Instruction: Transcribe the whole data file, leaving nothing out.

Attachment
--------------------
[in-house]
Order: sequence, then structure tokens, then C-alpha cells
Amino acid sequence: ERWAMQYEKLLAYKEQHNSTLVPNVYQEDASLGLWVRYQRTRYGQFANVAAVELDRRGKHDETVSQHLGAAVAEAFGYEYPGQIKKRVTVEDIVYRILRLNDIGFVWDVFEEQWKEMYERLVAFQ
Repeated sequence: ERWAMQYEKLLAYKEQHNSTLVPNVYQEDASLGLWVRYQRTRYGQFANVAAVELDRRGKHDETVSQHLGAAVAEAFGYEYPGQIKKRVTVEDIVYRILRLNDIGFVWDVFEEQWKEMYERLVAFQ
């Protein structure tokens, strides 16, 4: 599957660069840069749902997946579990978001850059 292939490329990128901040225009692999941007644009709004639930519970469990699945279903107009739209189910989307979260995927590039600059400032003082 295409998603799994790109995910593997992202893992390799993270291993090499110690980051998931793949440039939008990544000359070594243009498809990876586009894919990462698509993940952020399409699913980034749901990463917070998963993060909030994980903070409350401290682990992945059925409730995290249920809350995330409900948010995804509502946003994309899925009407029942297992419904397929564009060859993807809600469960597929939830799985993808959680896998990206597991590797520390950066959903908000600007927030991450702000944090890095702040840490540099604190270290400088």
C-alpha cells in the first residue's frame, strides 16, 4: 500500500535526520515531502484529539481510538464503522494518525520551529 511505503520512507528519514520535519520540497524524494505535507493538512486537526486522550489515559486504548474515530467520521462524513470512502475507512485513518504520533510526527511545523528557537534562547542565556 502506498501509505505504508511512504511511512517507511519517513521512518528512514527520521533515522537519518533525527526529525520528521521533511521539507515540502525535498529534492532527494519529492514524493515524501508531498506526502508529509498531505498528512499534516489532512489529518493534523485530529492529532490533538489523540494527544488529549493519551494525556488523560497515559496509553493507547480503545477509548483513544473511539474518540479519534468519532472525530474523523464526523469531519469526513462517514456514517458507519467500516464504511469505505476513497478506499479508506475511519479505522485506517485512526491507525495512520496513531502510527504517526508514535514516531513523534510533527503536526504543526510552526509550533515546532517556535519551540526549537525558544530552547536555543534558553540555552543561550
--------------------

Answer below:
[in-house]
Order: sequence, then structure tokens, then C-alpha cells
Amino acid sequence: ERWAMQYEKLLAYKEQHNSTLVPNVYQEDASLGLWVRYQRTRYGQFANVAAVELDRRGKHDETVSQHLGAAVAEAFGYEYPGQIKKRVTVEDIVYRILRLNDIGFVWDVFEEQWKEMYERLVAFQ
Repeated sequence: ERWAMQYEKLLAYKEQHNSTLVPNVYQEDASLGLWVRYQRTRYGQFANVAAVELDRRGKHDETVSQHLGAAVAEAFGYEYPGQIKKRVTVEDIVYRILRLNDIGFVWDVFEEQWKEMYERLVAFQ
């Protein structure tokens, strides 16, 4: 599957660069840069749902997946579990978001850059 292939490329990128901040225009692999941007644009709004639930519970469990699945279903107009739209189910989307979260995927590039600059400032003082 295409998603799994790109995910593997992202893992390799993270291993090499110690980051998931793949440039939008990544000359070594243009498809990876586009894919990462698509993940952020399409699913980034749901990463917070998963993060909030994980903070409350401290682990992945059925409730995290249920809350995330409900948010995804509502946003994309899925009407029942297992419904397929564009060859993807809600469960597929939830799985993808959680896998990206597991590797520390950066959903908000600007927030991450702000944090890095702040840490540099604190270290400088």
C-alpha cells in the first residue's frame, strides 16, 4: 500500500535526520515531502484529539481510538464503522494518525520551529 511505503520512507528519514520535519520540497524524494505535507493538512486537526486522550489515559486504548474515530467520521462524513470512502475507512485513518504520533510526527511545523528557537534562547542565556 502506498501509505505504508511512504511511512517507511519517513521512518528512514527520521533515522537519518533525527526529525520528521521533511521539507515540502525535498529534492532527494519529492514524493515524501508531498506526502508529509498531505498528512499534516489532512489529518493534523485530529492529532490533538489523540494527544488529549493519551494525556488523560497515559496509553493507547480503545477509548483513544473511539474518540479519534468519532472525530474523523464526523469531519469526513462517514456514517458507519467500516464504511469505505476513497478506499479508506475511519479505522485506517485512526491507525495512520496513531502510527504517526508514535514516531513523534510533527503536526504543526510552526509550533515546532517556535519551540526549537525558544530552547536555543534558553540555552543561550